Hi Zoe,I will indeed endeavour to "do something with this".
Yes, we gave our presentation to 60 plus psychiatrists from the US, AU, FR, IT, EU, UK, Holland etc.
We spoke for 2 1/2 hours on why cross gender identity was a normal inherited variation of humans. We showed how Transgender Brains think, smell, and hear like the opposite sex. We presented internationally accepted guidelines for hormonal treatment of transsexuals to be published Summer 2009.
Here are my slides and with my participants' permission I shall send you theirs. We are now in print in the APA Syllabus and soon in the APA Journal this summer. I am checking if we were recorded.
My greatest personal compliment came from Frank Kruijver, from Holland, whose research of the human brain in TSs started it all. He thought we have taken his work very far in our understanding of the human brain. Hope you can do something with this. Sid Ecker, M.D.
Starting with publishing it, broadcasting it as far and as wide as I can. This stuff needs to be known.
Dr Ecker is not a psychiatrist, he's a urologist, with very extensive clinical experience in observing the effects of hormonal treatment of a variety of patients, transsexual and otherwise. He has no particular axe to grind, but he has seen so much misinformation, he wants to set the record straight. To put some Science into the issue.
As the e-mail states, Dr Ecker was invited to give a presentation to the American Psychiatric Association as part of a seminar at their annual meeting. From their letter to him:
Symposium Title: The Neurobiological Evidence for Transgenderism
The participants shall learn the current definitions of Transgenderism, Gender Identity, Gender Expression, Gender Role Behavior, Gender Dysphoria and Transsexualism and understand the Standards of Care (WPATH) for treatment. The neurobiological evidence for gender differences in the human brain and genetic inheritability of Transsexualism will be presented. Current US medical practices in the Treatment of GID in children, adolescents and adults will be discussed.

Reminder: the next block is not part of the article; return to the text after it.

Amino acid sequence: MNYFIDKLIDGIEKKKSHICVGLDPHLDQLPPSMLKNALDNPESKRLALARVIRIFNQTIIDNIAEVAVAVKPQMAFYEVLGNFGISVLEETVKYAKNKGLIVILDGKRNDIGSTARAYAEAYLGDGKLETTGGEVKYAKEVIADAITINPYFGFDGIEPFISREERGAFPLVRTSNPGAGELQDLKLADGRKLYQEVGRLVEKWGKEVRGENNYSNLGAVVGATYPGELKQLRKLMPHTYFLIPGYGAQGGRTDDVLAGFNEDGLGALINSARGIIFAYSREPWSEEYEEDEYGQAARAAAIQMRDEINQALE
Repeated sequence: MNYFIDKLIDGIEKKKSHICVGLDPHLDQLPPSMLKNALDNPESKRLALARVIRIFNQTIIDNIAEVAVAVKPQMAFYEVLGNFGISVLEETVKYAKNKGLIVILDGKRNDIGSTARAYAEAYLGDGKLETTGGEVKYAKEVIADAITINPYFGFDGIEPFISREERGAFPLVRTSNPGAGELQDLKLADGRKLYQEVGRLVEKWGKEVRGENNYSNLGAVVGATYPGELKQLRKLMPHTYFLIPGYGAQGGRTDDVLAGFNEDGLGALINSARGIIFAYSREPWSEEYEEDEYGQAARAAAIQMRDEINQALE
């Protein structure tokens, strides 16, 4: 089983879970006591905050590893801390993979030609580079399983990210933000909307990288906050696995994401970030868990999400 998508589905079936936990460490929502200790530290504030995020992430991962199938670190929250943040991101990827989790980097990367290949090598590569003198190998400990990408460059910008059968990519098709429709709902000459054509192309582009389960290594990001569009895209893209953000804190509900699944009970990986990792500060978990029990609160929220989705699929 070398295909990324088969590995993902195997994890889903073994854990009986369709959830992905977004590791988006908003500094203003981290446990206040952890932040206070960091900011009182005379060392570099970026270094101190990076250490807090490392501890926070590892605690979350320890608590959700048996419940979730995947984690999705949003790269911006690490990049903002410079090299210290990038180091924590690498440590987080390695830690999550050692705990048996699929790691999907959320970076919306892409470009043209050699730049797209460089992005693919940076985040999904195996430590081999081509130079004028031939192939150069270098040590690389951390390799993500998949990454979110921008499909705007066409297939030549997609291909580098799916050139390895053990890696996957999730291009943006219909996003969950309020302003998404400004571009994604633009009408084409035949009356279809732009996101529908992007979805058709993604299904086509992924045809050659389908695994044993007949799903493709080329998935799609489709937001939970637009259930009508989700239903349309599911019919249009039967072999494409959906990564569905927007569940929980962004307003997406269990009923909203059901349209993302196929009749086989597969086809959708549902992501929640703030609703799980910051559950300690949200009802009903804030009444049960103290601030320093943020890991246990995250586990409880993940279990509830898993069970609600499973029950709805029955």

The topic of Gender Identity Disorder is one of great controversy in the world because of the diametrically opposite approach of treatment advocated in different medical centers. The prevalence and incidence of Transgenderism, which reflects the thinking and behavior of the opposite genetic sex, cannot be known because the non-dysphoric patient does not present for medical care for a multiplicity of reasons. What we can estimate and understand is the mild to severely dysphoric patient who seeks medical attention and is given a diagnosis of Gender Identity Disorder under DSM-IV-TR. The panel shall present the current scientific literature pertinent to our understanding of the concept of a male, female or transgender brain. They shall discuss the current research undertaken with Transsexuals, which lends evidence to genetic inheritance and biological causation. Finally they shall discuss the appropriate medical care that can help bring the patient’s physical being into congruency with their Brain Gender Identity. While treatment in the form of surgery or cross-hormonal medication has been denied to these individuals at certain prominent medical centers, the number of patients seeking help has increased. As more patients see the psychiatric community as a welcoming entity listening to their concerns, instead of trying to reverse or repair their Transgender thinking, they will be encouraged to allow psychiatry to join in the multi-disciplinary treatment of their condition.